Evaluating The Prospects: Texas Rangers, Colorado Rockies, Arizona Diamondbacks & Minnesota Twins
The Scouting Explained Series: Introduction, Hitting Pt 1 Pt 2 Pt 3 Pt 4 Pt 5
My goal with the presentation style of these org prospect lists is to give you all the information you want and some things I think you’d want if you knew to ask for it. When the Rangers list goes up first tomorrow, there will also be select pieces of information from each report that will go at the top of the player pages, which we’ll explain in more detail tomorrow. I know when I’m researching players, I always want to have one site that has all the information I need in one place and this is a big step in making FanGraphs that destination for minor league players.
I’m going to do these org prospect lists for FanGraphs similar to how I did them for Scout so check out that link if you’re curious about the format and don’t like reading words.
I’ll embed a video for the prospects projected as 50 Future Value (#4 starter, closer or low-end everyday player) or better. Along with that video, I’ll give full biographical information, tool grades, a couple paragraphs of a scouting report and a summary to put their skills into context. For those 50+ FV hitters, I’ll project their upside in the form of a triple slash line with a risk grade and year-by-year projected path to the majors. It’s more difficult to project a stat line for pitchers, but I’ll project a rotation or bullpen role (i.e. #3 starter or setup guy, etc.).
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It’s a good time to be a talented (and cost-effective) young professional baseball prospect.
We’ve seen quite a few members of the pre-season Top 100 Prospects list graduate to the Majors. Clubs appear to be accelerating the development of top prospects and leaning heavily on them right out of the chute; freshman and sophomore players can be found playing key roles on the top teams in each division.
Some of the players still eligible for the list will become ineligible for the offseason Top 100 list when, in the second half, the front office comes calling. Prospects that could get the call include: Francisco Lindor (Indians), Taijuan Walker (Mariners), Archie Bradley (Diamondbacks), Aaron Sanchez (Blue Jays), Noah Syndergaard (Mets), Joc Pederson (Dodgers), and even Dylan Bundy (Baltimore).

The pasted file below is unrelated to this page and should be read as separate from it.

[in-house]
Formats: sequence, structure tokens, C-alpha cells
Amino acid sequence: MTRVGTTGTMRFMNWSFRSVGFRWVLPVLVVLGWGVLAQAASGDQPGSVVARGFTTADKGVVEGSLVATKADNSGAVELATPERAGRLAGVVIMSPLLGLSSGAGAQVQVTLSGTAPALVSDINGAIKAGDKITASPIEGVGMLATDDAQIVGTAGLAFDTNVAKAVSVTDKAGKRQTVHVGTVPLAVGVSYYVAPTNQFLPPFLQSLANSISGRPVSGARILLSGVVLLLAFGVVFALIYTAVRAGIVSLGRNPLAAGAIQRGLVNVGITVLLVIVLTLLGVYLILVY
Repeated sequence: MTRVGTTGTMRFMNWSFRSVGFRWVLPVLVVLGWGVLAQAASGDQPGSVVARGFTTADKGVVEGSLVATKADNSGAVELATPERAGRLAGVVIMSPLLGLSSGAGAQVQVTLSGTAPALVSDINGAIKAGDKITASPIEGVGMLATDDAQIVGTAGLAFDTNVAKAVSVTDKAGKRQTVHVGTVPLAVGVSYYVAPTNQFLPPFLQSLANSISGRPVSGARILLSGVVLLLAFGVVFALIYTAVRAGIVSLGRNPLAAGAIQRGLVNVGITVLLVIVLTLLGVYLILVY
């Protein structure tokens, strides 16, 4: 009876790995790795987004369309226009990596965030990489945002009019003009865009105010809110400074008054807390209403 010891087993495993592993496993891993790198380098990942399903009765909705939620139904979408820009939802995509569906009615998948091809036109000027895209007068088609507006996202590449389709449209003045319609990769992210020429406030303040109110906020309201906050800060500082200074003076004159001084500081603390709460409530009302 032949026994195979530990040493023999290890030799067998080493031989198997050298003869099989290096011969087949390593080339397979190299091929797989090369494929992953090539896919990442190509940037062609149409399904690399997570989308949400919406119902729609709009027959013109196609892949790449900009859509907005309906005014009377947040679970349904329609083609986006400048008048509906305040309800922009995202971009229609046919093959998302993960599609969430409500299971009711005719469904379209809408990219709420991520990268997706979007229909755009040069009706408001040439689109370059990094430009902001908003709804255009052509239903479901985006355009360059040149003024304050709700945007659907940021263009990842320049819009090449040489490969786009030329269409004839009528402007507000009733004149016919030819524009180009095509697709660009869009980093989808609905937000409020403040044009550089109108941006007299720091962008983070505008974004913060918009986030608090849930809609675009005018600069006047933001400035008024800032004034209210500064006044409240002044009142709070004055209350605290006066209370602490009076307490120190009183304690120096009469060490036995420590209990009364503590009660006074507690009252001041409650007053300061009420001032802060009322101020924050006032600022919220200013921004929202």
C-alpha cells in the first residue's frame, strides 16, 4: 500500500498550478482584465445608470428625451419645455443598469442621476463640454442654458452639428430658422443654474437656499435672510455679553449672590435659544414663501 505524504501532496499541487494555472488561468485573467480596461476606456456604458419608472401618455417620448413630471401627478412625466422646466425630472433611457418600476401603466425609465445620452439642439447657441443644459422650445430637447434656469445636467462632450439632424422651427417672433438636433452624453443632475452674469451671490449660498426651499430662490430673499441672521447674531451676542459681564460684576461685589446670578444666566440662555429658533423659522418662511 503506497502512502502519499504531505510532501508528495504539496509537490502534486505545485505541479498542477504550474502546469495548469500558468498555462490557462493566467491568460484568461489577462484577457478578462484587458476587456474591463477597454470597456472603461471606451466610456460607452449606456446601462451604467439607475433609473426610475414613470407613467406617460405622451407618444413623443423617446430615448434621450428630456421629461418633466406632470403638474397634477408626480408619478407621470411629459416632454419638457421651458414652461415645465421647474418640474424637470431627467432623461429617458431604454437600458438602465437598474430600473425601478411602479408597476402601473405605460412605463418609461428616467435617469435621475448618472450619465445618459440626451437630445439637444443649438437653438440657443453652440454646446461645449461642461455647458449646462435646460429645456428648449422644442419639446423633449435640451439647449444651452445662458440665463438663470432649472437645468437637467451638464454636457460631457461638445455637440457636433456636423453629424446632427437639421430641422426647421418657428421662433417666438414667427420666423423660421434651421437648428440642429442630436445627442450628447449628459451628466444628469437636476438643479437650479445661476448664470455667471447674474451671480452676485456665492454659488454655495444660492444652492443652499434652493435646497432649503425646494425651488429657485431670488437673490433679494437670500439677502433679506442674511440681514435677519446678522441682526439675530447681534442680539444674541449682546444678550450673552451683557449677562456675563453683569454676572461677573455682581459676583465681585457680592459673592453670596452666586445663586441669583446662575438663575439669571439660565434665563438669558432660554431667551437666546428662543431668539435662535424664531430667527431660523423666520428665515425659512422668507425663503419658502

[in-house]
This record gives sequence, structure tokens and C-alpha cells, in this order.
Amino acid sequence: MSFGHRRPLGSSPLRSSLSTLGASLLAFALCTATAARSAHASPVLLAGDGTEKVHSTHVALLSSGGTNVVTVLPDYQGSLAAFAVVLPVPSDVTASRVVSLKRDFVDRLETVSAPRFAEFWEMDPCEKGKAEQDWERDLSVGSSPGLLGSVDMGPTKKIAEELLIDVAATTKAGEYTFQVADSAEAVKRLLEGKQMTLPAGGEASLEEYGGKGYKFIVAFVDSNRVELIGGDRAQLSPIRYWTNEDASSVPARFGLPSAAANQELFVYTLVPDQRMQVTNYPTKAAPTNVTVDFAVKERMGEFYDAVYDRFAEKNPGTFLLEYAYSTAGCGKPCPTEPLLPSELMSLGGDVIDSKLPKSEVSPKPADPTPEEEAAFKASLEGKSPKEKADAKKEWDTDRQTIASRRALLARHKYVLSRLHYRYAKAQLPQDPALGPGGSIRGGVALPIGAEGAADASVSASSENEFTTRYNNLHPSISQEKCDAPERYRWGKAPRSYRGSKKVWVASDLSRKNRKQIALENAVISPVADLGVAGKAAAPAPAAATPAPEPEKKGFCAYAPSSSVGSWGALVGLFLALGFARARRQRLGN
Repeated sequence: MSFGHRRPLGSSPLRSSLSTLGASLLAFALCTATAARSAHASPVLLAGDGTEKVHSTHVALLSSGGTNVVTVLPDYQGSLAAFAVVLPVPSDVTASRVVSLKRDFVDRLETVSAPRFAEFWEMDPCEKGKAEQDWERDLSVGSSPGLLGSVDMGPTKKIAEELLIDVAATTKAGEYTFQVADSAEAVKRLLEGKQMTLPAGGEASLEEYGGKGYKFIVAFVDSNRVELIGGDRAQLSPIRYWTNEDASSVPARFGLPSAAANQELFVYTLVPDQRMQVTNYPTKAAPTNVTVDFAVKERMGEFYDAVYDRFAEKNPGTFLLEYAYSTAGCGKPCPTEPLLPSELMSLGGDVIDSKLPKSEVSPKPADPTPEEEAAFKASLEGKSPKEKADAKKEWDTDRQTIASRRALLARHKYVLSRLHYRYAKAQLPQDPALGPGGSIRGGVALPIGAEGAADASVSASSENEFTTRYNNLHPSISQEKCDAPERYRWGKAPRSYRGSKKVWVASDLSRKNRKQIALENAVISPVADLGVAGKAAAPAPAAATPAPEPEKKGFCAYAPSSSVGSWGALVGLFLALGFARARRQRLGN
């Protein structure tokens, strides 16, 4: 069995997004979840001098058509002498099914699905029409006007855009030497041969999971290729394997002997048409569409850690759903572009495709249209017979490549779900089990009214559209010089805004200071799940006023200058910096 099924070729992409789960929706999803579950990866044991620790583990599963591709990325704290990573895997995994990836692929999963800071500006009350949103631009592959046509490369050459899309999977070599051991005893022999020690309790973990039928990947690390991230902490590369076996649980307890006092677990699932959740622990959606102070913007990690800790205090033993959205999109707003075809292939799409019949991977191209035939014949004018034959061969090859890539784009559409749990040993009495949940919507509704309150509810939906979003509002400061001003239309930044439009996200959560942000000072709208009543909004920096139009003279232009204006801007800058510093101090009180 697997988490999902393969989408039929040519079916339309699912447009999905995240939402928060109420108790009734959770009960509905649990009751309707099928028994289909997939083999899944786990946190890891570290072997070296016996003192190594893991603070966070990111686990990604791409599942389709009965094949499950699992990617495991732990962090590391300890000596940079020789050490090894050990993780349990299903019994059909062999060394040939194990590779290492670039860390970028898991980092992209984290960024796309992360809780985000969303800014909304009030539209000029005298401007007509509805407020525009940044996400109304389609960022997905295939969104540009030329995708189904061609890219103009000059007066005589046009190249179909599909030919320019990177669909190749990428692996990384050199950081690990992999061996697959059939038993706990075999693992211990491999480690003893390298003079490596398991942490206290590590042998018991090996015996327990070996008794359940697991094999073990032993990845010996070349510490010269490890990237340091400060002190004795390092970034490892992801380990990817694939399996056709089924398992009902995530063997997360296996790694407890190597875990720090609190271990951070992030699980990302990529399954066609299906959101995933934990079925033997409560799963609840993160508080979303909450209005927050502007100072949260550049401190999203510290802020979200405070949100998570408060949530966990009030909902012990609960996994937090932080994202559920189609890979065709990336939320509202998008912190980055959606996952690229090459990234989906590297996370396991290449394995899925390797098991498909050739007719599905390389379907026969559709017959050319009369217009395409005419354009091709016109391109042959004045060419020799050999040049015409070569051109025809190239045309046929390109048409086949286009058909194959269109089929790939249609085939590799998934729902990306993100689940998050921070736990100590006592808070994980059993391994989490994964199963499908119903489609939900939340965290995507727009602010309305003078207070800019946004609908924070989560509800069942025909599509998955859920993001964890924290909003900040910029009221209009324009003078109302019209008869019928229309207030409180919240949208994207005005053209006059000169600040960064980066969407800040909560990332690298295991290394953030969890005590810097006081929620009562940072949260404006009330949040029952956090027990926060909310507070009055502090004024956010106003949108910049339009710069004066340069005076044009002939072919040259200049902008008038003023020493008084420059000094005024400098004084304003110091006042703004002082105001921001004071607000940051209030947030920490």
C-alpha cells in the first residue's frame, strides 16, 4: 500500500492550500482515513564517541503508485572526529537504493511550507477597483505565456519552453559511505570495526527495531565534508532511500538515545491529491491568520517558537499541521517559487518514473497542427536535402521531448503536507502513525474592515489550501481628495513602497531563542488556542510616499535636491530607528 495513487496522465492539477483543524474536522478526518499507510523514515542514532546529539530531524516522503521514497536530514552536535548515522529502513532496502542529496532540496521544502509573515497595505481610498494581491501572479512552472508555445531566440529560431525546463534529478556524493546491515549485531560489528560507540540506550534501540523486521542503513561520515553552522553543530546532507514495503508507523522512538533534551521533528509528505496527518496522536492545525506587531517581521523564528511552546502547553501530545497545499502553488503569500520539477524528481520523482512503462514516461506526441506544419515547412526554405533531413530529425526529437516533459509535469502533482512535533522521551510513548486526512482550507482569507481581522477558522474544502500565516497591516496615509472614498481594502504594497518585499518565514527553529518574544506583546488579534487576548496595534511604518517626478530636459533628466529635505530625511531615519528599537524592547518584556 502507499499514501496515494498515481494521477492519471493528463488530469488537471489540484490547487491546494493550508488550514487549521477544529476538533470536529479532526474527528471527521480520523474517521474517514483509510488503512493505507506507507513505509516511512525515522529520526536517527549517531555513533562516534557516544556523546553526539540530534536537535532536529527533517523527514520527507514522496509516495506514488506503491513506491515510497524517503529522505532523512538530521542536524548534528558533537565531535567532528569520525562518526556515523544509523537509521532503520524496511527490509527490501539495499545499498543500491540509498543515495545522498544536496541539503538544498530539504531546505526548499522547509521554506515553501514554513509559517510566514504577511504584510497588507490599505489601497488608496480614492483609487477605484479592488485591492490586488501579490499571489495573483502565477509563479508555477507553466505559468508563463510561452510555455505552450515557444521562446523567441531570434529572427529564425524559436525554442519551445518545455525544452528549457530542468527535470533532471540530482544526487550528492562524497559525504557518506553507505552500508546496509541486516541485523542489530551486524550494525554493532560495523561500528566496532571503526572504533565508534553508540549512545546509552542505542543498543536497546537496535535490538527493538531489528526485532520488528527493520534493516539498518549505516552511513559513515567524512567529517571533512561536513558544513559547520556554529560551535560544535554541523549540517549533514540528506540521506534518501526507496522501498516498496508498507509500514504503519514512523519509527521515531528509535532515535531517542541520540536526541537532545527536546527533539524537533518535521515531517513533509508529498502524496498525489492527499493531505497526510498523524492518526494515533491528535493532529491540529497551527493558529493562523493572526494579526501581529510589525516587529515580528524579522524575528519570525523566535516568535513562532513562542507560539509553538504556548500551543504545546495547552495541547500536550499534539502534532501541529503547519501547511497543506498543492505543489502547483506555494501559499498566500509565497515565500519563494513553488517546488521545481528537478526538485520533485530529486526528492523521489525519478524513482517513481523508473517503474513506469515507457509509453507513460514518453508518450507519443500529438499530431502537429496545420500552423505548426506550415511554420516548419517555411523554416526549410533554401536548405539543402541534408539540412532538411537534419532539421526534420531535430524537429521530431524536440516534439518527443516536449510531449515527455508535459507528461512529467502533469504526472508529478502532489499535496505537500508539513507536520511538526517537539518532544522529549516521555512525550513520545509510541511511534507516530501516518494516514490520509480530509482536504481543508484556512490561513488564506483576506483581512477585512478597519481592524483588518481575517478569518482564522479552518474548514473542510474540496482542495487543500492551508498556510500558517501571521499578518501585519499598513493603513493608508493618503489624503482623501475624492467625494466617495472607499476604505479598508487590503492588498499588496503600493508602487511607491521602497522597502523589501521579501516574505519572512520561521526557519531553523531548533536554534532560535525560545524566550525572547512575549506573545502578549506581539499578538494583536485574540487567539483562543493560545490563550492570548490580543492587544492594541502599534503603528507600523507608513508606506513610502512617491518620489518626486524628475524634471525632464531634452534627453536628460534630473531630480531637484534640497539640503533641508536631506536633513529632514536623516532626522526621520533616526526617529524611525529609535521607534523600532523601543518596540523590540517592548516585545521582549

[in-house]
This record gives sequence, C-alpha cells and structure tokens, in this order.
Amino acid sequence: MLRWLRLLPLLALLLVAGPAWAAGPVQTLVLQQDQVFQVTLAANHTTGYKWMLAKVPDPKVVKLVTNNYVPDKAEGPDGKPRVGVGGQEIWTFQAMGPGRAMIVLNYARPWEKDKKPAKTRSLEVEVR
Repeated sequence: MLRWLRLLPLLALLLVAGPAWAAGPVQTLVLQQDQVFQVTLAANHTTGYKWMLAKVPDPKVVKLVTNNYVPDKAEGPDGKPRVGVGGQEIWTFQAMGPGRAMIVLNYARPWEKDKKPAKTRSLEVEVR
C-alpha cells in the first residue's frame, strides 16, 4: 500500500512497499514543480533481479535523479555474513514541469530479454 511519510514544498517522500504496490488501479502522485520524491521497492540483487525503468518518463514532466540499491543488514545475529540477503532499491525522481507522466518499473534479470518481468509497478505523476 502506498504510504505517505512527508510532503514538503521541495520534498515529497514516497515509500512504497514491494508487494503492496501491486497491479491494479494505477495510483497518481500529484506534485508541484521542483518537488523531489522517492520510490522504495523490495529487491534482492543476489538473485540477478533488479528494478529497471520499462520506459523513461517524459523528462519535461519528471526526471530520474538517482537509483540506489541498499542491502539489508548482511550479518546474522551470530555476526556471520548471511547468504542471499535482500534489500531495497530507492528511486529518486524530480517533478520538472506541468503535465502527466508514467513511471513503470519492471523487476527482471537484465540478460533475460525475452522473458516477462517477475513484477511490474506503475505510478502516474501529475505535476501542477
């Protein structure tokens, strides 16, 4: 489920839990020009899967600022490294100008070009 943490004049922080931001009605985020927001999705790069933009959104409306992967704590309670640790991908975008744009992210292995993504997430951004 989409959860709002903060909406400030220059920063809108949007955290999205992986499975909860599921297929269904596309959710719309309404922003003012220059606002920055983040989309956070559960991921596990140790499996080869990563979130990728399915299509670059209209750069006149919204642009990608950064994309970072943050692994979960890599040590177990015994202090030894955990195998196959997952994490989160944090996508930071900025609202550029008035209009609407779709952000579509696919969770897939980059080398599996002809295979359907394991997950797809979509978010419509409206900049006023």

So who sits atop the heap at the midpoint of the 2014 season? Let’s have a look….
The Nationals don’t have an overly deep system but a willingness to gamble on draft picks like Lucas Giolito could pay off in the long run. Shrew trades have also brought Top 10 talent into the organization from other teams such as Tampa Bay and Arizona. Slowly but surely, this system is turning itself around. Read the rest of this entry »
At first blush, the Dodgers’ system doesn’t look that impressive but there are a number of pitching prospects that could be poised to take big steps forward in 2014. Add those players to the already-impressive bats in Corey Seager and Joc Pederson, and you have a solid system. The real knock, though, is the lack of depth but it’s getting better. Read the rest of this entry »
The Tigers get knocked for having a bad system but trades and some decent drafting has helped infuse some young talent into the organization. With that said, the depth still has a ways to go. Read the rest of this entry »
Oakland has an interesting system because a lot of the players on the Top 10 list are unproven. The 2014 season will be an interesting one for the organization as many of those players are poised to either take big steps forward or big steps backward. Read the rest of this entry »
The Pirates have one of the strongest systems in baseball. The club boasts both depth and impact talent. What’s also impressive is that fact that the club has impressive prospects both on the mound and in the field. The Pirates have also done a nice job of acquiring talent through both the amateur draft and the international free agent market. Read the rest of this entry »
The Red Sox system is loaded with talent. A lot of the players in the 11-15 range would be on most other clubs’ Top 10 lists. If there is one area of weakness in the organization, it’s pitching — due to a lack of high-ceiling talent. Many of the arms project as mid-rotation arms or are in the lowest levels of the system. Read the rest of this entry »
The Rangers’ reliance on the minor league system to fill holes at the big league level has ensured that the depth is not quite as deep as it used to be. However, the organization still has an enviable system and some exciting talent on the way — especially in the infield. Read the rest of this entry »
Some weak draft results and limited international budgets have hindered Atlanta’s ability to build depth throughout the minor leagues. Some interesting names are beginning to bubble to the surface although most of the key names are still in the low minors. Read the rest of this entry »